“Why couldn’t the US and China both in­vest in the same com­pany?” Si­no­va­tion Ven­tures’ Kai-fu Lee said at the Bloomberg New Econ­omy Fo­rum this week. “This is def­i­nitely not a war. But again it doesn’t look like we’re on the path to be able to do that dream team in­vest­ment.” While some say cen­sor­ship sti­fles cre­ativ­ity, oth­ers point to a vi­brant ecosys­tem in China.

Hill­house Cap­i­tal Chair­man Zhang Lei ar­gues the in­dus­try re­mains dynamic and the prospect of los­ing one’s shirt in highly volatile mar­kets can mo­ti­vate se­ri­ous en­trepreneurs. “You can walk away with­out your wal­let and I think that ac­tu­ally in­spires a com­pletely dif­fer­ent set of com­pa­nies born in that dig­i­tal, savvy and mo­bile-na­tive en­vi­ron­ment.”

Cen­tral to the idea of a Chi­nese-cen­tric In­ter­net is data sovereignty and that in­for­ma­tion of cit­i­zens must be stored in-coun­try and ac­ces­si­ble on de­mand, a con­cept en­shrined in Chi­nese law since 2017.

That phi­los­o­phy has since been em­braced by gov­ern­ments from In­dia to South­east Asia. Amer­i­can multi­na­tion­als who op­er­ate in China have com­plied: Ap­ple Inc de­cided last year to set up a venture with a lo­cal govern­ment to store iOS user data on lo­cal servers.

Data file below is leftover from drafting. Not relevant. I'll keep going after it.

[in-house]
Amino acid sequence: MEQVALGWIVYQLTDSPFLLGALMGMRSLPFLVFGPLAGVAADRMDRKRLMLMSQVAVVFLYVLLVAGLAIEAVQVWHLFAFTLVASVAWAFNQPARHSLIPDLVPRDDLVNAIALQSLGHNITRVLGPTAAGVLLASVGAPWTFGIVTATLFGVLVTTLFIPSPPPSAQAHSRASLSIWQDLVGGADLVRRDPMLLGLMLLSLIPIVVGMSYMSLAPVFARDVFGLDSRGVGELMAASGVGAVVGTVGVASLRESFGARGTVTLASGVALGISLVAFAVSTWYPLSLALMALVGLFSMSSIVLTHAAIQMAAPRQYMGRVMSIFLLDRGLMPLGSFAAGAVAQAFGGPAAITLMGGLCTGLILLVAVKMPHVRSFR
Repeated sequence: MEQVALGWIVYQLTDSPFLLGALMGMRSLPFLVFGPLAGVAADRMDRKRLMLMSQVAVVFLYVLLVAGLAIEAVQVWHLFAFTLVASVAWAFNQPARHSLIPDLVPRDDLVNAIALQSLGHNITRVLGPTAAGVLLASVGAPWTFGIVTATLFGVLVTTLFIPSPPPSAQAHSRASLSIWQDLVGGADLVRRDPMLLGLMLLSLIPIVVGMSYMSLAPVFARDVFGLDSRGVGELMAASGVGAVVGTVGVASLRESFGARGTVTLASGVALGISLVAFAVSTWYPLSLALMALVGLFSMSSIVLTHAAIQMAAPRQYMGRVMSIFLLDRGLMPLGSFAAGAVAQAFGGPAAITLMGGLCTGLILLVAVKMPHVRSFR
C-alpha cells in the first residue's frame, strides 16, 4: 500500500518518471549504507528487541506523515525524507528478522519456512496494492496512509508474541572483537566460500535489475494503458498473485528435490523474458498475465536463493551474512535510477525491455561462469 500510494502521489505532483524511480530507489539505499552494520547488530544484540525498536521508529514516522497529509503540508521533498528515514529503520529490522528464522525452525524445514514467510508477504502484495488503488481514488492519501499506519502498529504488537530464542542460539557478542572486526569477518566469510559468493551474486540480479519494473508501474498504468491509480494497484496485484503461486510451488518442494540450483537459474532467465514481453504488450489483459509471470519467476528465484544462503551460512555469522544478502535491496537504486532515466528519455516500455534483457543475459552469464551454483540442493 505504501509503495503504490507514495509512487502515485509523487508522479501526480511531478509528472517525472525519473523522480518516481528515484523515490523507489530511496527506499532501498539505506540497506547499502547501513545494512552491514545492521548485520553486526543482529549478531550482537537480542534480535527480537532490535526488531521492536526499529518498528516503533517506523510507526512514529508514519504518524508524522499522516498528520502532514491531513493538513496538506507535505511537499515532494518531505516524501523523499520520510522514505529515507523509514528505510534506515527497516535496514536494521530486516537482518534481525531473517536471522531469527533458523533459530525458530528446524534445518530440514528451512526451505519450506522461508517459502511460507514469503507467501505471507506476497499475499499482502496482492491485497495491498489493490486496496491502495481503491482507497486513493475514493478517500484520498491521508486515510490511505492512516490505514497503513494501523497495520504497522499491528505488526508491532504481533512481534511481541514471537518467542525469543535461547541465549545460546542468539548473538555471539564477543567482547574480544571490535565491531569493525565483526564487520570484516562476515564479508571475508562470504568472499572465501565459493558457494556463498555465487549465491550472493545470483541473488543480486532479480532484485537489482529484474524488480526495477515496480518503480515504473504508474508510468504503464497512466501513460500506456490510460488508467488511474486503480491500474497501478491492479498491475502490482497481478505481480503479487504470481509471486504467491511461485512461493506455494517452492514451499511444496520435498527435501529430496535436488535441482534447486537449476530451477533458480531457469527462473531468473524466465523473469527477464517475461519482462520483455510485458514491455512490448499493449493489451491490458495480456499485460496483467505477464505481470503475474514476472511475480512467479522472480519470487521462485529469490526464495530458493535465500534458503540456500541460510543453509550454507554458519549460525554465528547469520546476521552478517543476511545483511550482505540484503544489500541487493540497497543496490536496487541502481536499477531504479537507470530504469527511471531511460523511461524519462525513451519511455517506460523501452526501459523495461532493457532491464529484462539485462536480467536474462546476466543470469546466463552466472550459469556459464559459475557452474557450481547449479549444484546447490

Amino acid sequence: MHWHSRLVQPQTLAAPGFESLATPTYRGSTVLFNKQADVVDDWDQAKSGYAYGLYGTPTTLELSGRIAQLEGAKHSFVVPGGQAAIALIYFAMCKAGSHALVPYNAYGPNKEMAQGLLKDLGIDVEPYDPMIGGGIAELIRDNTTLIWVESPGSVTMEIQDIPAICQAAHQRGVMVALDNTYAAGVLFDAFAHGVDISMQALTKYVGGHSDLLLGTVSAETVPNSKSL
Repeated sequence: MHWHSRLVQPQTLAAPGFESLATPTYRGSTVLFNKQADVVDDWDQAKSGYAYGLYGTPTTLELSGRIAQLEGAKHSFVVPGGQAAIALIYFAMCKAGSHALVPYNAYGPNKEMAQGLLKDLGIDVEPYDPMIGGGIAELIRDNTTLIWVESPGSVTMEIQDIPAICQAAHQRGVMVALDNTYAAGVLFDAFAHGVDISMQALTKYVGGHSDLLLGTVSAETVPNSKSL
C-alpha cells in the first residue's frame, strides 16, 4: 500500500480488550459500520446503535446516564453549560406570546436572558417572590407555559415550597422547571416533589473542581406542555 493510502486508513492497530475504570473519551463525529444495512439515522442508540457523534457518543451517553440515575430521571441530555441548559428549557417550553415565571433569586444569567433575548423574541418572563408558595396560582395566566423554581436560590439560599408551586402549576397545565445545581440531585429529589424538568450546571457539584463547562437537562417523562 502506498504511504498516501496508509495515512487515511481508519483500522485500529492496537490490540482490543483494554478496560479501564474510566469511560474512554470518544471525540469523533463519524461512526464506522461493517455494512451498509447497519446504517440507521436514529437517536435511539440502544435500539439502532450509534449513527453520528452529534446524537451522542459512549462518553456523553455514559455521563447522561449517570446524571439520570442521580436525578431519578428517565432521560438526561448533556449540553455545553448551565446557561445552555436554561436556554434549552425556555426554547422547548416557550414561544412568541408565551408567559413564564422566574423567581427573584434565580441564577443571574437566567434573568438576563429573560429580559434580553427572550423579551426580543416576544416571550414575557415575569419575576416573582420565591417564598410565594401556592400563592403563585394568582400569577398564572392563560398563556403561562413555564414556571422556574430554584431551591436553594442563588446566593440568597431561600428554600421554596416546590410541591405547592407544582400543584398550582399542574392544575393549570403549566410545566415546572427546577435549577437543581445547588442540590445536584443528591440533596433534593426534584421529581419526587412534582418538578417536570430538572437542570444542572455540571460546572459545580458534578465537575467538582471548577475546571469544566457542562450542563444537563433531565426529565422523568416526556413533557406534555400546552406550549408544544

Al­pha­bet’s Google ex­plored a cen­sored search engine to help it get back into the coun­try. And Face­book’s Mark Zucker­berg has been court­ing Bei­jing for years.

And as China plays the long game sell­ing its con­cept of a closely con­trolled In­ter­net to the de­vel­op­ing world – along­side the tech­nol­ogy needed to pull it off – the Com­mu­nist Party’s vision of a web where gov­ern­ments pull the strings could wind up the model for the next bn users.

“Every coun­try is sov­er­eign and un­der­stands its sit­u­a­tion bet­ter than out­siders. We should never come and tell a coun­try ‘this is good for you, this is bad for you’,” said for­mer Pak­istan prime min­is­ter Shaukat Aziz. “A sov­er­eign coun­try has to de­cide what’s good for it.

Ten­cent Hold­ings chair­man and CEO Ma Hu­ateng at­tends a fo­rum on dig­i­tal econ­omy in the new era at the fifth World In­ter­net Con­fer­ence in Wuzhen, Zhe­jiang province. At China’s most im­por­tant tech in­dus­try con­fab this week, Ma and a clutch of govern­ment of­fi­cials stressed it’s the coun­try’s des­tiny to be­come an In­ter­net power, and called for more bal­anced gov­er­nance of cy­berspace.